Peru: The Power of Citizens
Engaged and mobilised citizens can change the world we live in: four examples from Peru.
On February 15, 2017, former President of Germany, Prof Horst Köhler, did not equivocate in his calls for a development policy based on the concept of ‘interdependence’ and not on ‘aid’ during his speech on the “new partnership with Africa”. Köhler praised the concrete impulses for successful and equal cooperation with Africa contained in the ‘Marshall Plan’ presented by event host Dr Gerd Müller in January.
Together with Amadau Diallo, Vice President of DHL Global Forwarding, and Abdoulaye Bio Tchané, Benin’s Planning Minister, Köhler and Müller talked about the German government’s new strategic development policy for Africa. It was the third event in the “Forum for the Future: Making Globalisation Fair” dialogue series organized by the GIZ’s Development Policy Forum.
The event was so well received, there was standing room only for some of the 320 guests, while others followed a live feed of the podium discussion from another room. Federal Development Minister Müller cited the popularity of the event as an excellent indication of the immense interest in Africa: “Chancellor Angela Merkel avowed intensifying partnerships with Africa as a priority for Germany’s G20 Presidency,” Minister Müller noted, before emphasising the continent’s key role in our shared future and interests. “Climate change, poverty, hunger, conflict, and terrorism – these are issues that can only be addressed if we work closely with the 55 countries that comprise Africa.”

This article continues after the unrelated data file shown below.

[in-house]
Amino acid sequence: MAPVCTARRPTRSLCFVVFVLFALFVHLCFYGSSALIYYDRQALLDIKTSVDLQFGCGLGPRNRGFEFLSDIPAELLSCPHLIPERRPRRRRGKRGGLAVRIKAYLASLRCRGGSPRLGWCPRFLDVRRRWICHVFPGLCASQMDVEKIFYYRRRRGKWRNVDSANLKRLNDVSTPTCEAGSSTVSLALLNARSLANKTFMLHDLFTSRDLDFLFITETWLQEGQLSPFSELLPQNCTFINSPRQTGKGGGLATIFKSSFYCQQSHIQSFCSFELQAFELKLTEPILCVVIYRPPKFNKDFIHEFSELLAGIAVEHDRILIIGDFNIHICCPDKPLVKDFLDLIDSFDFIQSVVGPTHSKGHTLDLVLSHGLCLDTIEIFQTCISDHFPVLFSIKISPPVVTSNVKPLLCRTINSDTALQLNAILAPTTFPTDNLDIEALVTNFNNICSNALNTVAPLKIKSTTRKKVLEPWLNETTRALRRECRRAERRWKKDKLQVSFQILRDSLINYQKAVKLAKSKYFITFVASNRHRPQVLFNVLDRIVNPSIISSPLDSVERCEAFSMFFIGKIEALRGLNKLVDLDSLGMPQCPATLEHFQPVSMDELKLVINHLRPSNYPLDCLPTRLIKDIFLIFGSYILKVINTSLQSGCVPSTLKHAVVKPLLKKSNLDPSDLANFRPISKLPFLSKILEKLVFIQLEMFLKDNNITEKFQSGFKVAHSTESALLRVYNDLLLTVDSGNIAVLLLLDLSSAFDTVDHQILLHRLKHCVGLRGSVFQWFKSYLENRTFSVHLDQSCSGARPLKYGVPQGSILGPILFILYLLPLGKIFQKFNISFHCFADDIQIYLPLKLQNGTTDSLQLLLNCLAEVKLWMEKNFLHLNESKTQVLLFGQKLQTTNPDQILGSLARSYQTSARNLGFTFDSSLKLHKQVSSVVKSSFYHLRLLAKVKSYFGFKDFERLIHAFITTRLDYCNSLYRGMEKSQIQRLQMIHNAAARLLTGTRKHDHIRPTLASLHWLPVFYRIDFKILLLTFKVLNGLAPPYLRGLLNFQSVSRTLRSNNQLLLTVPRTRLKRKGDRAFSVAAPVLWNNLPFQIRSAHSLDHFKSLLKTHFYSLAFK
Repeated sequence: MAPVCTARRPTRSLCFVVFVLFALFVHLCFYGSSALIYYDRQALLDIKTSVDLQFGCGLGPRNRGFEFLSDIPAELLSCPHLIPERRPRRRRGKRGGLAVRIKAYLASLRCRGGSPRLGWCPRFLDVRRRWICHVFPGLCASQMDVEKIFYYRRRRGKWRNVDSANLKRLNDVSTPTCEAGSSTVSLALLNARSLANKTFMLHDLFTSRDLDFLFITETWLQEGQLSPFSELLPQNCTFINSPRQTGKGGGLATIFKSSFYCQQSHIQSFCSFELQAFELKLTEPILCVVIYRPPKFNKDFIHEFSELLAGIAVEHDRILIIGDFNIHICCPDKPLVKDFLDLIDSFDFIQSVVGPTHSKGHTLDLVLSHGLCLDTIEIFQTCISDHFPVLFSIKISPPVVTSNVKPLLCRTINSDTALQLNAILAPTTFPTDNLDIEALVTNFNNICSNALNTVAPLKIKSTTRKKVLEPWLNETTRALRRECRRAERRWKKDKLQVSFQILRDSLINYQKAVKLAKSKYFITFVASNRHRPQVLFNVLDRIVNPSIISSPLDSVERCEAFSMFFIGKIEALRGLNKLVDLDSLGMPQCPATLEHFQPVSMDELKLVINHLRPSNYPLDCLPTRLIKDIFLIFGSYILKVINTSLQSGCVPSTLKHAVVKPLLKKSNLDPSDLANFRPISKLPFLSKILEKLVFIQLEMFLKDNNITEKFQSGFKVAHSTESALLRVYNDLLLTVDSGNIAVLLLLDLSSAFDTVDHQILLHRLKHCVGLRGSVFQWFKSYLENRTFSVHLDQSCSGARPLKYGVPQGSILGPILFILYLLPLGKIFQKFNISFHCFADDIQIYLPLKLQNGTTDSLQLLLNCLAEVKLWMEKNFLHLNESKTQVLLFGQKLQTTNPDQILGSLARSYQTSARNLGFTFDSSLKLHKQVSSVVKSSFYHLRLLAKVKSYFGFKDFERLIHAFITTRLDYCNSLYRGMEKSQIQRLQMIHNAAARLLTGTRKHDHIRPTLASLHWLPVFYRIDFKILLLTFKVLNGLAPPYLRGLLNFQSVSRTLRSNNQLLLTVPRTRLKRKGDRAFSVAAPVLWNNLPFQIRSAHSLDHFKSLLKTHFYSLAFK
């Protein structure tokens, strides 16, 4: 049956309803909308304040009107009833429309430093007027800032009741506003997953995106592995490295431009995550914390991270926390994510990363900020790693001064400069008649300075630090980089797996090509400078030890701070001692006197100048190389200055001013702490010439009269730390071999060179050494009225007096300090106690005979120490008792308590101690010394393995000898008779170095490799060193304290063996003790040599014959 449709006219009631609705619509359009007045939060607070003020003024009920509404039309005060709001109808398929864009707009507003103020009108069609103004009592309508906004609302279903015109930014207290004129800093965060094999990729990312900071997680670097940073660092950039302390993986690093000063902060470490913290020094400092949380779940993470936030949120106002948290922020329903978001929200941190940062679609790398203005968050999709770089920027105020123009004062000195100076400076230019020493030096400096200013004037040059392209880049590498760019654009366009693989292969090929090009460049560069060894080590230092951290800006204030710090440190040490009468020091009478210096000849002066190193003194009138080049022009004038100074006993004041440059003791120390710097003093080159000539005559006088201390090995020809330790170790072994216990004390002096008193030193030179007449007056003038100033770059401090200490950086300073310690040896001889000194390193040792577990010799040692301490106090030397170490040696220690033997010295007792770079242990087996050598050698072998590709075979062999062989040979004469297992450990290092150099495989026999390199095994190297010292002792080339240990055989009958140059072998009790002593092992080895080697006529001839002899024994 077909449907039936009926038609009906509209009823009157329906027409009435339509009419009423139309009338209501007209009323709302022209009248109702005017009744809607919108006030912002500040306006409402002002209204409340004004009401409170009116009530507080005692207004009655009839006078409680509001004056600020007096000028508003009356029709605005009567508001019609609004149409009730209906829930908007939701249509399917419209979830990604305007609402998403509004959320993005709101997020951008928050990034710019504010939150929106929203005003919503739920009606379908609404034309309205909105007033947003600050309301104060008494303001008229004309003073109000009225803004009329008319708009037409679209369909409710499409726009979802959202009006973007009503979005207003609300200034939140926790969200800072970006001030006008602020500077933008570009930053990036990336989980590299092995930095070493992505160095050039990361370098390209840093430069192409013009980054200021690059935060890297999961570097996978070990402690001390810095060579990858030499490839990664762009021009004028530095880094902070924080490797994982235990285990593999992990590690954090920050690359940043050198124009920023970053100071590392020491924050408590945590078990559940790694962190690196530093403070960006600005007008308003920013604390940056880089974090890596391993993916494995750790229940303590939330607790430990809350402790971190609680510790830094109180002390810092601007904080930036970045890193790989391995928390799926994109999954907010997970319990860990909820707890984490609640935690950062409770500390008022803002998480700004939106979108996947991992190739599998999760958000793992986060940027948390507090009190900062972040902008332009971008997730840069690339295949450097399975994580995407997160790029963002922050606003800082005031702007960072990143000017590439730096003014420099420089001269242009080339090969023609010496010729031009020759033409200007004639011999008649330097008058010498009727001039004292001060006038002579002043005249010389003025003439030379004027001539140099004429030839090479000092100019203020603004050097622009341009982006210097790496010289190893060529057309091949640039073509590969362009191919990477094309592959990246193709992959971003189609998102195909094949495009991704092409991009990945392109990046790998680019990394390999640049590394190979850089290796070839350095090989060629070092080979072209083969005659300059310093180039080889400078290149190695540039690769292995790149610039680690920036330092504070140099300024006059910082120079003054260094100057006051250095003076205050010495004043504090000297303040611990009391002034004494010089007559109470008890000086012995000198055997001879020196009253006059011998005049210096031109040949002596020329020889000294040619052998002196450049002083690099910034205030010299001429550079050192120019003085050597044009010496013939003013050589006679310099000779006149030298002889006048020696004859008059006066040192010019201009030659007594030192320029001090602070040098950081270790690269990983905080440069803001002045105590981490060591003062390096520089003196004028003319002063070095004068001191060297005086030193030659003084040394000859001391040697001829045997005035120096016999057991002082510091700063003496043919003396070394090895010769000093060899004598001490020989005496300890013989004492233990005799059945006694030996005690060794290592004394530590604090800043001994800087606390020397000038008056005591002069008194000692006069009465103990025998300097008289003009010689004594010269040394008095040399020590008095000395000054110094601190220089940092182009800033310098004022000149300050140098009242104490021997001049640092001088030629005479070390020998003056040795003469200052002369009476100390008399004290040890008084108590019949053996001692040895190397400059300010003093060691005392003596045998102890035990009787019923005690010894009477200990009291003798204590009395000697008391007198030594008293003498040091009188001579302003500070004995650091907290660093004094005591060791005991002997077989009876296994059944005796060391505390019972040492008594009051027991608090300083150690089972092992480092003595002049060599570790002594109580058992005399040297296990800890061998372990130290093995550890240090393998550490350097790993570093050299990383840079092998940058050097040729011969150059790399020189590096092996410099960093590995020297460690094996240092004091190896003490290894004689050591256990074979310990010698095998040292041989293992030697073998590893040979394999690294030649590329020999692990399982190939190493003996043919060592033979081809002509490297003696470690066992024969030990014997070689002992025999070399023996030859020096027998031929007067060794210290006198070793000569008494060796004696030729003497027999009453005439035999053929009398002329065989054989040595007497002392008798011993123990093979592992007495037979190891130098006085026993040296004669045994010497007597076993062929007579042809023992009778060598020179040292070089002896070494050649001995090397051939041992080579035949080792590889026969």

In his address, Horst Köhler warned of the dangers presented by the current rise of nationalism in some Western democracies and called for concerted action: “The fact that nationalistic ‘simplifiers’ are winning the upper hand at this critical juncture, when what we need most are global answers to complex questions, is the perhaps understandable backlash from many to the dark side of globalization.” He noted that development policy should be envisioned as a policy of interdependence, a global strategic approach for creating better development opportunities for poorer countries based on the imperative to act with empathy and fairness.
The ‘Marshall Plan’ introduced by Minister Müller included some important impulses in the right direction, Köhler said, such as international tax laws and guidelines to stop the illegal flow of capital from Africa; trade agreements tailored to create jobs in Africa and not to protect the European agricultural industry; and a climate regime to slow global warming and help poorer countries implement adaptation strategies. Prof Köhler also stressed that the ‘Marshall Plan’ should not be misconstrued as a paternalistic approach, and that our image of Africa should not pander to emotions such as pity and fear.
Photo on top: Prof Horst Köhler, Federal President ret. Photo: Heine